For example, if I have the class write 1 at the end of the file, and the next time it runs it will write 1 besides the previous 1. I need it to write over 1 and not append it anymore. Does that make sense?
5 years ago

Jeff Verdegan wrote:

Jamal Taylor wrote:
The reason why I am using ReadAccessFile is if i use the BufferedWriter it deletes my preexisting data.



Then you didn't use new FileWriter(file, true).


I am trying to append my file. ReadAccessFile class is amazing,



It's also the wrong class for creating or appending to a line-based text file.



See my problem with the BufferedWriter Class is that use it does not delete my preexisting data, but I need to be able to rewrite in the same position. I want to read the variable and edit it and for that to happen it only should append the file once. The BufferedWriter class keeps apending my file, and if I set the constructor to false poof all my data is done. So I thought why not use the RandomAccessFile class.

My problem with RandomAccessFile is writing integers is a pain in the butt. It seems to only be capable of writing it in Byte form and that does me no good. So I am back to square one. I begin to see how something so simple can become so complex with Java. All I want to do is write a bloody integer at the eof one time and be able to continue to write at that location, and the BufferedWriter Class falls short and the RandomAccessFile class would work but it writes Integers.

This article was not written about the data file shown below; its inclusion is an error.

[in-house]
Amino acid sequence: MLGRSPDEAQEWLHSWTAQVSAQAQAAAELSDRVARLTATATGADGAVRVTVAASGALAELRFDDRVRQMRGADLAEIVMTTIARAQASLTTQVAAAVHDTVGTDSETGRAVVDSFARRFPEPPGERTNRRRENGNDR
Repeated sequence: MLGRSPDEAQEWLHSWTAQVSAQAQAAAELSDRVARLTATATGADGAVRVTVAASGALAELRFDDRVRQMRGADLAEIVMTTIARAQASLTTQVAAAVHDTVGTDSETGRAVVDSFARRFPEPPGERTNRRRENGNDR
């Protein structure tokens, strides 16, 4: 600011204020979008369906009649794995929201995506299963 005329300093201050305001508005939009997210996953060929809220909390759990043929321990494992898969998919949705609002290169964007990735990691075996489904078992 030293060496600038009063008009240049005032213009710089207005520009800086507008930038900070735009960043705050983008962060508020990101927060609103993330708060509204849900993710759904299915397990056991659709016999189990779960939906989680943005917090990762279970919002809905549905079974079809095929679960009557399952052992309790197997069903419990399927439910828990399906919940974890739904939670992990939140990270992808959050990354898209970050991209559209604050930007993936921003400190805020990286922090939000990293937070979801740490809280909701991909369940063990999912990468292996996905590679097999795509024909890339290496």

I don't want to be a pest but I am almost finished with the program, but I am stuck and don't know where to turn for resources. So come to JavaRanch for guidance.
5 years ago
Alright, let me try to explain my problem in more detail. I am asking a bunch of random questions and I am suppose to record the response the amount of times the person has tried and the amount the person got it correct. I am afraid to use other I/O classes because they delete preexisting data. So I decided to use RandomAccessFile class it works i thought. Here is the part of the code that is relevent